Madagascar President Takes an Early Lead in Poll
Madagascar President Takes an Early Lead in Poll

Madagascar President Takes an Early Lead in Poll

Madagascar President Takes an Early Lead in Poll

Madagascar incumbent President Andry Rajoelina has taken a massive early lead in last Thursday’s election, boycotted by some parties, with votes from 37% of polling stations counted by Sunday evening.

President Rajoelina currently leads with 62.4%, trailed by Siteny Randrianasoloniaiko at 12.2% and ousted Ex-President Marc Ravalomanana at 11.2%.

In the polling stations tallied so far, Madagascar’s Electoral Commission said turnout was 43%.

Some opposition candidates who withdrew from the presidential contest have attributed the record low voter turnout to their calls to voters to boycott the election.

There were 11 million people out of a population of roughly 30 million registered to vote in this year’s polls, which were preceded by weeks of opposition-led protests.

Of 12 opposition candidates originally, only two took part in the vote. One was Marc Ravalomanana, the former president ousted in 2009, the other Siteny Randrianasoloniaiko.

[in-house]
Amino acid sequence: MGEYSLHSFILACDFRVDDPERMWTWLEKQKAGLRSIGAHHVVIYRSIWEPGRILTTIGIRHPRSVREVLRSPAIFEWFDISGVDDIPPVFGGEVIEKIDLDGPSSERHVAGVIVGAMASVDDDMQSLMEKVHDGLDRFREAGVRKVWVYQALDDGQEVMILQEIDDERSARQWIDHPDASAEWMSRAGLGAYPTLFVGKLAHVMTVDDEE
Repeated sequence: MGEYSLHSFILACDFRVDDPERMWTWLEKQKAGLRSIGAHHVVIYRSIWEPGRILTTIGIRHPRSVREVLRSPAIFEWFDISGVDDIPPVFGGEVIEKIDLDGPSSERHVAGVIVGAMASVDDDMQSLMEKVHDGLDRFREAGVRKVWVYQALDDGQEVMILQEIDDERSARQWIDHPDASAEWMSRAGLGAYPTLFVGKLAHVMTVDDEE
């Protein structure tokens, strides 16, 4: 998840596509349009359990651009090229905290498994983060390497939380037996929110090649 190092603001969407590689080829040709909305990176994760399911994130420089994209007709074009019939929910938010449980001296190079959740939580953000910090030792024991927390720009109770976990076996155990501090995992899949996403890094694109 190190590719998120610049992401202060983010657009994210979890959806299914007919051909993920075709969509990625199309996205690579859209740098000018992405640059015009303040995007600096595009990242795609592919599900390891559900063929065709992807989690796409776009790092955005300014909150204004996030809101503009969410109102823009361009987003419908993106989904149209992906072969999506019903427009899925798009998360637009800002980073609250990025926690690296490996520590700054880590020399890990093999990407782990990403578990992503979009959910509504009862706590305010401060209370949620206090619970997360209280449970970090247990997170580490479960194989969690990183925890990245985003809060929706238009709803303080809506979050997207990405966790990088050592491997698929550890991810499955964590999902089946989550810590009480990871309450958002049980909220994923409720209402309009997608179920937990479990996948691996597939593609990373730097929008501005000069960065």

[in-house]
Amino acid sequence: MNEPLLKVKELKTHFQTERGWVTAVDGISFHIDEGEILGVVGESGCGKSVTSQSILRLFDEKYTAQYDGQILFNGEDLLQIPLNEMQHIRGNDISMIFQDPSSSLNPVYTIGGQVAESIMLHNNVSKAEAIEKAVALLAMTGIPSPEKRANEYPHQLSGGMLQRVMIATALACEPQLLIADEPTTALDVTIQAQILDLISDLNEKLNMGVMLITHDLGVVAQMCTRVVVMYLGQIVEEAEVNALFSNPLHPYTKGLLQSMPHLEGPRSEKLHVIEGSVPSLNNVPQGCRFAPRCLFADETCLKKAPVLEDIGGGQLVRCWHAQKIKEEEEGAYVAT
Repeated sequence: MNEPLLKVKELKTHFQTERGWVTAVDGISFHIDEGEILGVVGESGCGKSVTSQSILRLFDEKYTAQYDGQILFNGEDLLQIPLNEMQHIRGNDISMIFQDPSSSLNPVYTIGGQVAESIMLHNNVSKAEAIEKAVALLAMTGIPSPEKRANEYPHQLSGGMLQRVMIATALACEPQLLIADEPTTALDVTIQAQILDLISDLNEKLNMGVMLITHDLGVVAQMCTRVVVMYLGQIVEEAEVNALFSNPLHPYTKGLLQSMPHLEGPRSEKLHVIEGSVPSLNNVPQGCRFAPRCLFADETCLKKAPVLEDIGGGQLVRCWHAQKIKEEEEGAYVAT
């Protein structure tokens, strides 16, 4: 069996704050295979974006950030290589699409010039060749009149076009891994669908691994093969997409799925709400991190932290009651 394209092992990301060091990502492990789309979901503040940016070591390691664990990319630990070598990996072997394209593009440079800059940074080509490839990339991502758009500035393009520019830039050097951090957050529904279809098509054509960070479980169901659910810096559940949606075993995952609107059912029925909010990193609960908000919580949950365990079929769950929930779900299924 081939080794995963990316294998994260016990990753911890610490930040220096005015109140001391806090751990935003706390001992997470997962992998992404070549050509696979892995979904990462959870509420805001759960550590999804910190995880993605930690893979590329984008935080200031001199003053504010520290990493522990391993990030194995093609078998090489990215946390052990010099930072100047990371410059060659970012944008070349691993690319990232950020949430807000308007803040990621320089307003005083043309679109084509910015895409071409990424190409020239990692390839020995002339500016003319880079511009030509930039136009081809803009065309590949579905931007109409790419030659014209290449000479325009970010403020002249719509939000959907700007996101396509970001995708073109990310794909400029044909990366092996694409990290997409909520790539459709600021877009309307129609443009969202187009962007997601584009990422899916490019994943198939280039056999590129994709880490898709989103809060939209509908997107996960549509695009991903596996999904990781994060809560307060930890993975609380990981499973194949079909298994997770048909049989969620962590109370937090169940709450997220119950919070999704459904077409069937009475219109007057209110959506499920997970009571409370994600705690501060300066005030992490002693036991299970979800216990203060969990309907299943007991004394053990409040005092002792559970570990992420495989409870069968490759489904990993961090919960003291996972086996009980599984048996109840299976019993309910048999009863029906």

Read Also:

Counting of Results Underway in Liberia’s Presidential Poll Run Off

“Enthusiasm was not there,” said Andriamanambe Raoto, editor-in-chief of Politika, a monthly publication.

The United States voiced concern on Thursday over low turnout, inadequate training for election staff and irregularities by party officials.

The opposition said participation was the lowest in Madagascar’s history and vowed to keep protesting.

Rajoelina says the constitution does not require the head of state to exclusively hold Malagasy nationality, and that any loss of nationality is subject to signed authorization by the government.

The opposition also called for changes to the makeup of electoral commission and for the formation of a special court to hear election disputes.

Regional observer groups did not respond to requests for comment on the early results. Full provisional results are expected on Nov. 24 while the High Constitutional Court is due to certify them on Nov. 30.

Leave a Reply